I was able to get around 3.5 hours of use from the earphones at higher volumes and with mixed usage. The case added another four charges for around 14 hours of total use per charge cycle. This isn’t particularly good, but it’s entirely acceptable given the Rs. 1,999 price tag of the Realme Buds Q.
Improved sound quality on the Realme Buds Q
The Realme Buds Air and Realme Buds Air Neo are feature-filled true wireless earphones that get a lot right for the price, but sound quality hasn’t been a strong point for the company thus far. With the Realme Buds Q, things are different. Sound quality is a bit better in my opinion, and the earphones finally sound like they should for the price, helped along by AAC codec support and the in-canal design.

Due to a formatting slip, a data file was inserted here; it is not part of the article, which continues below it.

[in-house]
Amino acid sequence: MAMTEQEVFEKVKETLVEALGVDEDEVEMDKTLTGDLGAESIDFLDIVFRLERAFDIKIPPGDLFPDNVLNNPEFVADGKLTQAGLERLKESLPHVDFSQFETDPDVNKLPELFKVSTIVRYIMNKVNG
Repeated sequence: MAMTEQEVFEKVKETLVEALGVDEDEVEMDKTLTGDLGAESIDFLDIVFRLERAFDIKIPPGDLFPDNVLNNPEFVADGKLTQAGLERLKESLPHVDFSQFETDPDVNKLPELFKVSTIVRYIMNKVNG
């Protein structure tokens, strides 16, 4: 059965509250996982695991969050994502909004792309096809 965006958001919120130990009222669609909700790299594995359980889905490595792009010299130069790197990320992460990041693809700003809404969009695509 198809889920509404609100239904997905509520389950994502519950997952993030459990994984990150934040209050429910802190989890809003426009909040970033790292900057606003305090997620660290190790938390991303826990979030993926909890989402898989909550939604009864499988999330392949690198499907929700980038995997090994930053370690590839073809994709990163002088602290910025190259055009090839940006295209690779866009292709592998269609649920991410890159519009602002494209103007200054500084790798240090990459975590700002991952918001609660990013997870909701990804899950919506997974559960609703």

Starting with Mere Gully Mein from the Gully Boy soundtrack with the volume turned up, the sound was clean and much gentler on the senses than what we experienced with the Buds Air and Buds Air Neo. The sonic signature and tuning see some improvements, and the sound is a lot more balanced and uniform as a result. There’s still a noticeable bass bump and a definite drop-off in the mid-range, but the sound came across as more calculated and tight than aggressive.
There’s also a fair amount of detail to be heard, particularly in some of the more unique Indian folk instruments used at the start of this hip-hop track. When the bass hook kicked in, it did take over the track as expected, but there was always a decent level of detail to be heard in the softer elements of the track. The rap segments by Ranveer Singh definitely sounded a bit softer than we’d have liked given that they are important parts of the track, but the drop-off wasn’t substantial enough to take anything away from the character of the track.